Market Insights | Kazakhstan has more than Borat

By Cornelius Zeeman & Seipati Rakgoale,
Fairtree Portfolio Manager & Equity Analyst

Correlation with oil.

 

Despite being the world’s ninth-largest country by area, Kazakhstan often goes under the radar. Kazakhstan is known for being strategically positioned between China and Russia, which has benefited trade. Extractive sectors such as hydrocarbons account for the bulk of the economy, and growth has always been linked to global oil prices. A recent example was 2014-2016 when oil prices suffered declines; the Kazakhstani Tenge devalued from 155 to 350 against the US Dollar.

Graph 1: Kazakhstan Real GDP vs Oil Prices

Source: Bloomberg

Diversification of export income has been a priority for Kazakhstan’s policy since it gained independence in 1991. The export mix has, however, only seen minor changes, with Hydrocarbons still making up most of the export revenue.

Figure 1: Kazakhstan Total Exports for 2022

Source: Trading Economics

A favourable macro backdrop.

 

Kazakhstan has a young population with a high literacy rate, which is positive for the labour force and consumption dynamics. Their government debt is low, leaving scope for future fiscal support. Their economic success, as evidenced by GDP/capital growth over the last two decades (see Graph 2 below), has been impressive compared to other ex-Soviet countries and emerging market peers. They have significant agricultural potential due to high arable land availability.

Graph 2: Government Debt to GDP vs Other Countries – Debt to GDP (%)

Source: Bloomberg

Absolute GDP/Capital might be higher for other countries, but Kazakhstan has seen the most relative growth, with almost 5 times higher growth vs the previous decade.

Graph 3: GDP Per Capita at Current Prices in USD

Source: IMF, 2023

Kaspi is a driver of innovation in Kazakhstan.

 

Kaspi has contributed to the development of capital markets in the country. It has led Kazakhstan’s digitisation as it operates an online payment, Marketplace and fintech platform. It has been ingrained in the Kazakh consumer’s everyday life, much like WeChat in China. Their app user base comprises 70% of the country’s population.

Their payments platform can be used for peer-to-peer transactions or bill payments, Marketplace allows merchants and customers to buy and sell various products and the fintech platform allows for easy working capital financing for merchants.

Figure 2: Kaspi.kz Super App

Source: Kaspi Investor Relations

Engagement statistics.

 

Their user engagement is outsanding with 65% of monthly users engaging with the app in a single day window, this highlights their pricing power but also the ability to add on more functions with high probability of success.

Graph 4: Ratio of DAU to Average MAU

Source: Kaspi Investor Relations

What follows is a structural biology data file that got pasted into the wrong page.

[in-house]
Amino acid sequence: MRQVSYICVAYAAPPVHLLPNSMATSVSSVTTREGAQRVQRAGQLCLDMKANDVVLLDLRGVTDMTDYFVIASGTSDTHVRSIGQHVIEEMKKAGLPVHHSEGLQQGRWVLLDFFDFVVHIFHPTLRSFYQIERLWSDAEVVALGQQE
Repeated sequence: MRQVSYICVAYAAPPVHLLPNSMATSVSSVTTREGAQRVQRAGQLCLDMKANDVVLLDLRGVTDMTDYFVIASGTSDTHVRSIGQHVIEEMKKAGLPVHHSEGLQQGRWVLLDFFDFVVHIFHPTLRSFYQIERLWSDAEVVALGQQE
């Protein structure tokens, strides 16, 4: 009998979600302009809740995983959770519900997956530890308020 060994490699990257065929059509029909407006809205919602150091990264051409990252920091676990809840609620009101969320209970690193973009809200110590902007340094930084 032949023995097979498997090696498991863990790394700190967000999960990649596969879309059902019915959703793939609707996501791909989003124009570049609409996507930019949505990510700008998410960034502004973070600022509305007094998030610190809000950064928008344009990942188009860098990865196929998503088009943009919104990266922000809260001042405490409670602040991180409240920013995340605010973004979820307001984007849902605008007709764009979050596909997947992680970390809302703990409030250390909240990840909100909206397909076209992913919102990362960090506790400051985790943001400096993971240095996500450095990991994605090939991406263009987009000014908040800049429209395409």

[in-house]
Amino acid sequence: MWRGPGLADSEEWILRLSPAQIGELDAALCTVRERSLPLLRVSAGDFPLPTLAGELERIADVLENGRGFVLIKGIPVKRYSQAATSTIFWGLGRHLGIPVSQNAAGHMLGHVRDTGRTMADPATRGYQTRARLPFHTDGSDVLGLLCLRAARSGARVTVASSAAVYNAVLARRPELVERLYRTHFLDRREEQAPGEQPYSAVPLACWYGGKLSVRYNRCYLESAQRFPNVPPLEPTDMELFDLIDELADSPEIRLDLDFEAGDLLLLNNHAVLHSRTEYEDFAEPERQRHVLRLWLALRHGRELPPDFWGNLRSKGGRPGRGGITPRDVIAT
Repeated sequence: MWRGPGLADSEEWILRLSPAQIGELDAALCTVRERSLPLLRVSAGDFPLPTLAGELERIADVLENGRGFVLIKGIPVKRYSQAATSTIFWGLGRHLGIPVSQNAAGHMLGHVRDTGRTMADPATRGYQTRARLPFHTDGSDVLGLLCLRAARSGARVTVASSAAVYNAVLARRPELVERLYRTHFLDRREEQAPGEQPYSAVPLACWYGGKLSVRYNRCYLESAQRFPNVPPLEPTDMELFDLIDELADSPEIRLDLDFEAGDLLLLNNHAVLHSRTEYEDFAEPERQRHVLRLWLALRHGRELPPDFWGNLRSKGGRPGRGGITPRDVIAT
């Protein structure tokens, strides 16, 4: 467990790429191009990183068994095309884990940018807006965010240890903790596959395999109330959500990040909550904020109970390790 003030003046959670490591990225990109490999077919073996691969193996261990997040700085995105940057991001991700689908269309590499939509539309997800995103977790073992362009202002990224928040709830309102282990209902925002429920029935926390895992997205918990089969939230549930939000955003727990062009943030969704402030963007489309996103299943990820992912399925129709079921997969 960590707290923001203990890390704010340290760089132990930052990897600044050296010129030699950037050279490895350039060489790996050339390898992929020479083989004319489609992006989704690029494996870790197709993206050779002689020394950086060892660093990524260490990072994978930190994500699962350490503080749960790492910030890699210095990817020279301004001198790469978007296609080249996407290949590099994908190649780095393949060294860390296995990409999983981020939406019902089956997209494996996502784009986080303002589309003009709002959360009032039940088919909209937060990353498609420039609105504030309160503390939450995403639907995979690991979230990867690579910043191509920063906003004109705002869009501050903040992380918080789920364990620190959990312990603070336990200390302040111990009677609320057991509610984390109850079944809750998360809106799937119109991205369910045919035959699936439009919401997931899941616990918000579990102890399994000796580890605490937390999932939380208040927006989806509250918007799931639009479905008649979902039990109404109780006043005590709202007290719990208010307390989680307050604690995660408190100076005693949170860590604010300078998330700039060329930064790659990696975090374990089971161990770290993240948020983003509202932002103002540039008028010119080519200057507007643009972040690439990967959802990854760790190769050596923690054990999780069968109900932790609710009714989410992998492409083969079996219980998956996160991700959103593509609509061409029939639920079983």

*Note: DAU is daily average users, while MAU is monthly average users

Kaspi has done exceptionally well in the Kazakh market, and it is easy to overlook the possibility of further accelerated growth. It is important to remember that compared to other countries, they are still in the nascent stages of E-commerce and SME (small and medium-sized enterprise) penetration. This regional economy remains underpenetrated in other key segments that could benefit from the secular growth of various industries in the country.

Graph 5: Kazakhstan E-Commerce Penetration FY2022 vs Peer Countries

Source: Morgan Stanley (May 2023)

Conclusion.

 

Kaspi has seen phenomenal revenue growth over the last few years, and its margin expansion has been impressive for a platform that still has the capacity for additional services (see Graph 6 below).

Graph 6: Net Income Margins

Source: Company Financials

The “Mockumentary” Borat was correct: The United States and the rest of the world do not know much about Kazakhstan. While it will take implementing the correct policies to drive growth, companies like Kapsi, which are aligned with the government, have aided with country visibility and development of non-primary sectors.

Disclaimer:

Fairtree Asset Management (Pty) Ltd is an authorised financial services provider (FSP 25917). Collective Investment Schemes in Securities (CIS) should be considered as medium to long-term investments. The value may go up as well as down and past performance is not necessarily a guide to future performance. CISs are traded at the ruling price and can engage in scrip lending and borrowing. A schedule of fees, charges and maximum commissions is available upon request from the Manager. A CIS may be closed to new investors in order for it to be managed more efficiently in accordance with its mandate. Performance has been calculated using net NAV to NAV numbers with income reinvested. There is no guarantee in respect of capital or returns in a portfolio. Prescient Management Company (RF) (Pty) Ltd is registered and approved under the Collective Investment Schemes Control Act (No.45 of 2002). For any additional information, such as fund prices.

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